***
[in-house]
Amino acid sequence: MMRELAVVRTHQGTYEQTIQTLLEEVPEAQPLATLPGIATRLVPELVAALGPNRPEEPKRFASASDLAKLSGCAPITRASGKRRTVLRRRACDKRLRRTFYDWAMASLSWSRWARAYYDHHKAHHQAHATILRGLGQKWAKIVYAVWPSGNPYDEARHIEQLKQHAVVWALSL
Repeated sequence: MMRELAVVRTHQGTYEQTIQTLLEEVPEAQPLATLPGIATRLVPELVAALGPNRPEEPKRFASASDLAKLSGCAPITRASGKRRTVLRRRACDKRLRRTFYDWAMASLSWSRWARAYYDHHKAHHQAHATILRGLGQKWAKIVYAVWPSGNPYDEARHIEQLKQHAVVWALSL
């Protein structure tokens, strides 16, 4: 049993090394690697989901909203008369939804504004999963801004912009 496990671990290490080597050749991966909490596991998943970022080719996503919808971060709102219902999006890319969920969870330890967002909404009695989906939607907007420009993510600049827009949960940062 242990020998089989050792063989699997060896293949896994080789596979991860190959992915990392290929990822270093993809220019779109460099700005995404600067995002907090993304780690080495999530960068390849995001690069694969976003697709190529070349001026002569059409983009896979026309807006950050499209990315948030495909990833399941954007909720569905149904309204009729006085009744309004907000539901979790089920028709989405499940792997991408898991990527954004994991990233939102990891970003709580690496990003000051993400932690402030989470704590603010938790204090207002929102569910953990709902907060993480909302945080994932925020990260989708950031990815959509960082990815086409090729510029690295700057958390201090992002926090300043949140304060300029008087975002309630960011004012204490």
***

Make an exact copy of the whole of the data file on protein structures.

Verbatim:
[in-house]
Amino acid sequence: MMRELAVVRTHQGTYEQTIQTLLEEVPEAQPLATLPGIATRLVPELVAALGPNRPEEPKRFASASDLAKLSGCAPITRASGKRRTVLRRRACDKRLRRTFYDWAMASLSWSRWARAYYDHHKAHHQAHATILRGLGQKWAKIVYAVWPSGNPYDEARHIEQLKQHAVVWALSL
Repeated sequence: MMRELAVVRTHQGTYEQTIQTLLEEVPEAQPLATLPGIATRLVPELVAALGPNRPEEPKRFASASDLAKLSGCAPITRASGKRRTVLRRRACDKRLRRTFYDWAMASLSWSRWARAYYDHHKAHHQAHATILRGLGQKWAKIVYAVWPSGNPYDEARHIEQLKQHAVVWALSL
């Protein structure tokens, strides 16, 4: 049993090394690697989901909203008369939804504004999963801004912009 496990671990290490080597050749991966909490596991998943970022080719996503919808971060709102219902999006890319969920969870330890967002909404009695989906939607907007420009993510600049827009949960940062 242990020998089989050792063989699997060896293949896994080789596979991860190959992915990392290929990822270093993809220019779109460099700005995404600067995002907090993304780690080495999530960068390849995001690069694969976003697709190529070349001026002569059409983009896979026309807006950050499209990315948030495909990833399941954007909720569905149904309204009729006085009744309004907000539901979790089920028709989405499940792997991408898991990527954004994991990233939102990891970003709580690496990003000051993400932690402030989470704590603010938790204090207002929102569910953990709902907060993480909302945080994932925020990260989708950031990815959509960082990815086409090729510029690295700057958390201090992002926090300043949140304060300029008087975002309630960011004012204490």